Hybrid Car – More Fun with Less Gas

Home built generator - Page 3

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Posted by Jimmy Mayfield on February 18, 2010, 1:01 pm
 



Thanks for the link.  I like the adaptability of that one, especially
the rpm limiter and acceleration rate control.  I'll see if I can
locate a dealer when I get home today.

Posted by m II on February 20, 2010, 7:59 pm
 


Jimmy Mayfield wrote:


( I don't know to what accuracy this will maintain the rpm, but the idea
s are great)
====================================================

A nice governor setup using a very inexpensive microcontroller:



For other uses, Temperature, voltage, light, proximity and RPM sensors
are easily connected, as is a computer if you need to see actual numbers
on a terminal. The six dollar chip even has a serial communications port
built in.

The Arduino processor and development board is roughly 30 dollars US. An
USB cable connects it to to the computer for downloading your software
into it. The software is a free download and contains enough samples and
tutorials to more than get you going. A 'Starter kit' is available at a
higher cost for those without an electronics junk box. Extra 28 pin
processors are around 5 to 8 dollars.

Once the processor is programmed, it can be removed from the board and
relocated in your relay/switching cabinet. Then, a new processor may be
programmed for your next project. The chips are said to last for more
than 100 years, depending on ambient temperature. There's a good
possibility one may outlive me.

Many inputs/outputs. The pins can be programmed as either direction.

http://itp.nyu.edu/physcomp/uploads/arduino_pinmap.png

Don't let that scare you. It's fairly easy.

An introduction:



The guy has more hair than I do.

An excellent set of tutorial style projects. Good pictures and extremely
easy to follow. A well done offering. They deserve a compliment.

http://www.ladyada.net/learn/arduino/index.html

More good examples of what the processor can do:

http://todbot.com.s3.amazonaws.com/bionicarduino/bionic_arduino_class1.pdf
http://todbot.com.s3.amazonaws.com/bionicarduino/bionic_arduino_class2.pdf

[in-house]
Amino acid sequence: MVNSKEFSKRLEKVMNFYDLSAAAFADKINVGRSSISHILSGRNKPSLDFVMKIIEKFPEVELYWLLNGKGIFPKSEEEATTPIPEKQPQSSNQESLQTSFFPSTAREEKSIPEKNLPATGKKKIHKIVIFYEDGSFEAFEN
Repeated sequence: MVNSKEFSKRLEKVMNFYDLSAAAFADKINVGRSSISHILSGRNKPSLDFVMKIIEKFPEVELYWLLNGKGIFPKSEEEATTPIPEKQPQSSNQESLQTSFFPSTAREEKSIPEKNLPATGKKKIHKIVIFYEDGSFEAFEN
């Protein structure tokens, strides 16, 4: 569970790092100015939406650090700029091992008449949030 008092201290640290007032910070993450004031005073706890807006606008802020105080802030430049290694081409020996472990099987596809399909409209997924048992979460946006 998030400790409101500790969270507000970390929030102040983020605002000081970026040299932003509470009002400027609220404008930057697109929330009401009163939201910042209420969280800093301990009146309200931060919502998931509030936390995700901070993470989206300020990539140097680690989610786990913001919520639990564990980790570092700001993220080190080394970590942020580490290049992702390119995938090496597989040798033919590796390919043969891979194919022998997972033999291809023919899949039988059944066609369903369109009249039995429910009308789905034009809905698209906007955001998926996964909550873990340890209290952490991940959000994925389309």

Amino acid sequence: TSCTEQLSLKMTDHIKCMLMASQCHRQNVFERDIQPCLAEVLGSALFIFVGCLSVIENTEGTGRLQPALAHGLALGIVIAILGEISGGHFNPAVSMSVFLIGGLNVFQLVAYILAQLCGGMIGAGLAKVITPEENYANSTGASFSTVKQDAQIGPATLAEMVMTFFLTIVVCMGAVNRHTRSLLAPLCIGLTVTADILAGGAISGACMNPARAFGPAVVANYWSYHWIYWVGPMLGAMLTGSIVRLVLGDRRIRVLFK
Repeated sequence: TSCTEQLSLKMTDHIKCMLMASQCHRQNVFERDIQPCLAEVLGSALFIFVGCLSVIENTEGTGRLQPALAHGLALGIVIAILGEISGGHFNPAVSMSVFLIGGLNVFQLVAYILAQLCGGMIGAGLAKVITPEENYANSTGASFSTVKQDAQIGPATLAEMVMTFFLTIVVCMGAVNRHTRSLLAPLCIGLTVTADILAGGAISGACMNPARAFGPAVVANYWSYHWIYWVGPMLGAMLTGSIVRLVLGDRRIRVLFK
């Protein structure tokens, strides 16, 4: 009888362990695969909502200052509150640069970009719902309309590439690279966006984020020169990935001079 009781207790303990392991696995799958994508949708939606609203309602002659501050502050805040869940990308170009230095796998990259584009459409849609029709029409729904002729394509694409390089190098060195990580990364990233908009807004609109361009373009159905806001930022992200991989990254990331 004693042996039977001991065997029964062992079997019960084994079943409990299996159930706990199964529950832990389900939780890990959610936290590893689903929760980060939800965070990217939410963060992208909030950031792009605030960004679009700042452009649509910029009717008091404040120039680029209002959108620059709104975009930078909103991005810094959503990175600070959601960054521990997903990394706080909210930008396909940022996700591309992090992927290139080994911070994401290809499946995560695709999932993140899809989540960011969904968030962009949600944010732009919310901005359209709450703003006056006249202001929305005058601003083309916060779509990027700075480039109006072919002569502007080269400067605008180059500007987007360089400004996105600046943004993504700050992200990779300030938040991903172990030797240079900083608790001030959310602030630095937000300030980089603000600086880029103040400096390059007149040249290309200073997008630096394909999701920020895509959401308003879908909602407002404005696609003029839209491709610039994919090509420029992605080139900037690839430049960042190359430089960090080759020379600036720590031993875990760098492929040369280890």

http://todbot.com.s3.amazonaws.com/bionicarduino/bionic_arduino_class3.pdf
http://todbot.com.s3.amazonaws.com/bionicarduino/bionic_arduino_class4.pdf

Those files are all in the 5 to 9 megabyte range and are found here:

http://todbot.com/blog/bionicarduino/

A compilation of links. A to Z of **sensors**, etc.

http://www.freeduino.org/

The home page for the originators of all this:

http://www.arduino.cc/en/

The best part of this whole thing is the fact that it's open
source. The amount of resource sharing is amazing and should save
someone years of work by preventing repeated re-inventions of the wheel.

I have been playing with one for a week now and am MORE than impressed
with the projects and the community based knowledge.

mike

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Posted by Bob F on February 20, 2010, 8:07 pm
 

m II wrote:

I wonder how many have lasted that long.



Posted by Jim Wilkins on February 21, 2010, 1:27 am
 


The bare chips are small enough to fit into the time machine's
chamber. The ones not incinerated or caked with what we think is ape
drool still worked.

Seriously, high temperatures accelerate the known long-term failure
mechanisms of circuits and sushi. I built a test machine that could
make a transistor live its whole life in 5 minutes by regulating the
internal junction temperature to over 150C.

jsw

Posted by m II on February 21, 2010, 2:33 am
 

Jim Wilkins wrote:


That stuff plays havoc with surface mounted devices.

I barely made it back from Bell Labs circa 1947. I didn't want to go,
but SOMEONE had to give them the germanium junction idea.

The ape drool is another matter and the little side trip to the Zoo is
not a matter for discussion at this time.





mike

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